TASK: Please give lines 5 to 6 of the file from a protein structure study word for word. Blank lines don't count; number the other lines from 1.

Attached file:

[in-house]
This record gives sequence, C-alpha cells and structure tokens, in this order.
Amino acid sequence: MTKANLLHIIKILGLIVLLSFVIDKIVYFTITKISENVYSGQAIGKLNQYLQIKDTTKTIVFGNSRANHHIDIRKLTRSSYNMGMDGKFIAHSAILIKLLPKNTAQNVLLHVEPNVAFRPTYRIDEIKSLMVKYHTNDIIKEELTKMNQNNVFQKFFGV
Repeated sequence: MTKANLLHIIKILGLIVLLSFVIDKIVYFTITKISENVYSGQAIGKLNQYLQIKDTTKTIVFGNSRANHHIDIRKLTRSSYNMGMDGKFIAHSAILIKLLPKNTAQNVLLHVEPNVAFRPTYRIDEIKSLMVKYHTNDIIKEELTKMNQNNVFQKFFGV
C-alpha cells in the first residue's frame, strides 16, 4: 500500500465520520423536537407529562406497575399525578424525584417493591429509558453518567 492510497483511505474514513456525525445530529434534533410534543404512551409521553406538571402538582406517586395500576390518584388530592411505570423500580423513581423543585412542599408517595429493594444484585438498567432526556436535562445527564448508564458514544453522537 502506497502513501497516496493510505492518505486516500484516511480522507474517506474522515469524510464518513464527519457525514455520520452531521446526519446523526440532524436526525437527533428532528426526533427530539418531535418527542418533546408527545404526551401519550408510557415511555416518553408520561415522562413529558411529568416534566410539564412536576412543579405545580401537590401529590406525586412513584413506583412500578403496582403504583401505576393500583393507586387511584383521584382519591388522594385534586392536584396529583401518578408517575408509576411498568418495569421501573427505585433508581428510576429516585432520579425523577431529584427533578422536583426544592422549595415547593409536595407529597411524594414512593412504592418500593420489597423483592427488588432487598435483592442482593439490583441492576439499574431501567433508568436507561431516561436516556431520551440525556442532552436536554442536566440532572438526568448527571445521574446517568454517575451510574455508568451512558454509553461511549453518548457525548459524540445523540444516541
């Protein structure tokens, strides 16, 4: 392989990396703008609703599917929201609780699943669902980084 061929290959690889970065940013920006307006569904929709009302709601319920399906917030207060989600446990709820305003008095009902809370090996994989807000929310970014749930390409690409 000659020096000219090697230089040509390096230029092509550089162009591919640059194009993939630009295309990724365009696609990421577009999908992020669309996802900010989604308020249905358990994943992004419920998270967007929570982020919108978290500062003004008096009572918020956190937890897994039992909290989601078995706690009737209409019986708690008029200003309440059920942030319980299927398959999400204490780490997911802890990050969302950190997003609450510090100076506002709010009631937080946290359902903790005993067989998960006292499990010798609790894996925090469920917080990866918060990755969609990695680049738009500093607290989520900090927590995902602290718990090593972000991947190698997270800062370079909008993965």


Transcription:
C-alpha cells in the first residue's frame, strides 16, 4: 500500500465520520423536537407529562406497575399525578424525584417493591429509558453518567 492510497483511505474514513456525525445530529434534533410534543404512551409521553406538571402538582406517586395500576390518584388530592411505570423500580423513581423543585412542599408517595429493594444484585438498567432526556436535562445527564448508564458514544453522537 502506497502513501497516496493510505492518505486516500484516511480522507474517506474522515469524510464518513464527519457525514455520520452531521446526519446523526440532524436526525437527533428532528426526533427530539418531535418527542418533546408527545404526551401519550408510557415511555416518553408520561415522562413529558411529568416534566410539564412536576412543579405545580401537590401529590406525586412513584413506583412500578403496582403504583401505576393500583393507586387511584383521584382519591388522594385534586392536584396529583401518578408517575408509576411498568418495569421501573427505585433508581428510576429516585432520579425523577431529584427533578422536583426544592422549595415547593409536595407529597411524594414512593412504592418500593420489597423483592427488588432487598435483592442482593439490583441492576439499574431501567433508568436507561431516561436516556431520551440525556442532552436536554442536566440532572438526568448527571445521574446517568454517575451510574455508568451512558454509553461511549453518548457525548459524540445523540444516541
């Protein structure tokens, strides 16, 4: 392989990396703008609703599917929201609780699943669902980084 061929290959690889970065940013920006307006569904929709009302709601319920399906917030207060989600446990709820305003008095009902809370090996994989807000929310970014749930390409690409 000659020096000219090697230089040509390096230029092509550089162009591919640059194009993939630009295309990724365009696609990421577009999908992020669309996802900010989604308020249905358990994943992004419920998270967007929570982020919108978290500062003004008096009572918020956190937890897994039992909290989601078995706690009737209409019986708690008029200003309440059920942030319980299927398959999400204490780490997911802890990050969302950190997003609450510090100076506002709010009631937080946290359902903790005993067989998960006292499990010798609790894996925090469920917080990866918060990755969609990695680049738009500093607290989520900090927590995902602290718990090593972000991947190698997270800062370079909008993965």